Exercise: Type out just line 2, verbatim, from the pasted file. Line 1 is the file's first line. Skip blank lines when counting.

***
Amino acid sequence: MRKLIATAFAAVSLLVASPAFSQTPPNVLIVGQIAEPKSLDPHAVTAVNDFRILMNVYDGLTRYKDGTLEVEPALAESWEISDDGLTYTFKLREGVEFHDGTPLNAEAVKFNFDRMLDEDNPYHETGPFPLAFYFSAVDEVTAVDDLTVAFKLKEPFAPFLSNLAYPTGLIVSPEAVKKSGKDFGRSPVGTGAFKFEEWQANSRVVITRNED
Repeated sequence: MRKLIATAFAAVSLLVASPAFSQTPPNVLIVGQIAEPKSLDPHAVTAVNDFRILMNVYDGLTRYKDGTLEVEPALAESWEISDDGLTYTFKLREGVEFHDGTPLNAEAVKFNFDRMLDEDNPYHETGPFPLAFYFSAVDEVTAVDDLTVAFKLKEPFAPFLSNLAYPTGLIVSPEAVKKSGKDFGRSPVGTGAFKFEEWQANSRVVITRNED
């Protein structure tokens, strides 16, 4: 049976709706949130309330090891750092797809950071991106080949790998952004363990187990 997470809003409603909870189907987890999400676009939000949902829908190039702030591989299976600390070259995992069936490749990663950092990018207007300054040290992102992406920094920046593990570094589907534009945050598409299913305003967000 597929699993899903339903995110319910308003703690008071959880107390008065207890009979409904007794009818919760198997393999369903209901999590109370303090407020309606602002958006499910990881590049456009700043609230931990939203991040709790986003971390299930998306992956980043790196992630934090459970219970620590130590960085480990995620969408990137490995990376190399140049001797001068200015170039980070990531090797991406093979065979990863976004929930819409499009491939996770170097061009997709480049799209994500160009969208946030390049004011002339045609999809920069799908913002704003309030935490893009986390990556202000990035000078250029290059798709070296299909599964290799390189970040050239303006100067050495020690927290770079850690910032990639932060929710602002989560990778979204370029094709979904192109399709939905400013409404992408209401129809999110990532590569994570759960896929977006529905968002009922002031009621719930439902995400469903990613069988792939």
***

Repeated sequence: MRKLIATAFAAVSLLVASPAFSQTPPNVLIVGQIAEPKSLDPHAVTAVNDFRILMNVYDGLTRYKDGTLEVEPALAESWEISDDGLTYTFKLREGVEFHDGTPLNAEAVKFNFDRMLDEDNPYHETGPFPLAFYFSAVDEVTAVDDLTVAFKLKEPFAPFLSNLAYPTGLIVSPEAVKKSGKDFGRSPVGTGAFKFEEWQANSRVVITRNED